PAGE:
German SPD Taps Scholz Ally, Plays Down Coalition Talks ‘Wobble’
(Bloomberg) -- Germany’s Social Democrats nominated one of the main architects of their victory in September’s election to take over as party co-leader, and played down suggestions that their goal of forming a new government by early December is at risk.
Top SPD officials meeting in Berlin Monday proposed Lars Klingbeil, general secretary since 2017 and a close ally of chancellor-in-waiting Olaf Scholz, to join Saskia Esken as co-leader. Incumbent Norbert Walter-Borjans has decided to step aside and Klingbeil’s nomination -- which strengthens Scholz’s hold over the party and its agenda -- will be rubber-stamped at a Dec. 10-12 congress in the German capital.
As the party’s chancellor candidate, Scholz led the SPD to a surprise comeback win in the national vote. He is aiming to be sworn in to replace Angela Merkel in the first week of December at the head of a coalition of the SPD, the Greens and the pro-business Free Democrats.
Several hundred officials from the three parties are currently locked in complex coalition negotiations, and will need to bridge some significant differences on issues like tackling climate change and financing if they are to reach a deal.
Walter-Borjans and Esken both pushed back against suggestions that the Greens are unhappy with progress on climate. It’s normal for coalition negotiations to experience the occasional “wobble,” especially when there are three parties involved, Walter-Borjans said at a news conference in Berlin.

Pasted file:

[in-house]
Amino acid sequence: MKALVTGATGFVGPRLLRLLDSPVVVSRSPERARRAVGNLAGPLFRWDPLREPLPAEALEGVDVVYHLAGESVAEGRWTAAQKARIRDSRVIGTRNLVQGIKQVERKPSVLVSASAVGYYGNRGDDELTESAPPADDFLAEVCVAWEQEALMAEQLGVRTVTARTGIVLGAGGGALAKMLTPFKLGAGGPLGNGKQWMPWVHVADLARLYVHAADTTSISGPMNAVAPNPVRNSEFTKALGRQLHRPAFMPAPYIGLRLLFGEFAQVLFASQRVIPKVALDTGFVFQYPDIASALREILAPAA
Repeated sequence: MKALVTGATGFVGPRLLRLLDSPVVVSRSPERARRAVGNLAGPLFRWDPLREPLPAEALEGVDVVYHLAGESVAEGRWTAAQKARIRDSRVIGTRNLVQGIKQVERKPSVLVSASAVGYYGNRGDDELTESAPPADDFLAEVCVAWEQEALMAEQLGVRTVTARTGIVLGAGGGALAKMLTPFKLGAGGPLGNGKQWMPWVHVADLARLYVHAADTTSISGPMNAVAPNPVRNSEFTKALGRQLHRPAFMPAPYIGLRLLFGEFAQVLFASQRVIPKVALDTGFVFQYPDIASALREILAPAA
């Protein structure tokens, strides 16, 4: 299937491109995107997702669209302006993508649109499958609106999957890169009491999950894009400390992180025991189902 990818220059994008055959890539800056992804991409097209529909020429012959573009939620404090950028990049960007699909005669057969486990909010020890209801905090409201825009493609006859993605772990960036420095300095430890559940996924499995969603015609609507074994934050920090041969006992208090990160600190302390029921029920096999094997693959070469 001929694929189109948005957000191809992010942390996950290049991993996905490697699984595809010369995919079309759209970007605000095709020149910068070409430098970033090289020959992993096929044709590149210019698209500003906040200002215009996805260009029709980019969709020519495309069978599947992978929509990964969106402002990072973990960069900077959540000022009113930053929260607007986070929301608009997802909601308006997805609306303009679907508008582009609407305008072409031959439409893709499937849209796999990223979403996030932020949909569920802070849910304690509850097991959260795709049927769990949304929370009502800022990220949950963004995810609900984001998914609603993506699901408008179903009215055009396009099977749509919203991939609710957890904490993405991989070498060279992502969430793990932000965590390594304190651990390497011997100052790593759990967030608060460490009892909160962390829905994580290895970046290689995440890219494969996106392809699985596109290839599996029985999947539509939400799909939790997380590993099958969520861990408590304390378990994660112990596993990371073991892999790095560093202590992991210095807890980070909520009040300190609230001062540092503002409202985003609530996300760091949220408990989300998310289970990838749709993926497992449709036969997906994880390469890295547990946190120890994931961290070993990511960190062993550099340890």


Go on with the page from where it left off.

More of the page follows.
“We have discovered so many basic things in common during these talks that I’m sure that we’ll get over this wobble and we’ll find a good result, including for the Greens,” he added. “That also goes for the FDP and for us too.”
Esken said that all three are committed to the agreed timetable. Katrin Goering-Eckardt, co-leader of the Greens’ parliamentary caucus, confirmed Monday that the party is still targeting early December for the new government to take office.
“But what counts is the result, not the date,” she said in an interview with ARD television. “We are doing everything we can to make it work.”
Like Scholz, Klingbeil, 43, is from the more conservative wing of the party, while Esken and Walter-Borjans represent the left. A passionate musician and soccer fan, he studied political science, sociology and history in Hanover and spent time in the U.S.
“One election victory is not enough for me,” Klingbeil said in a video posted Monday on YouTube. “I believe there is much still to come for us as the SPD and we have to position ourselves as a modern party of the people.”
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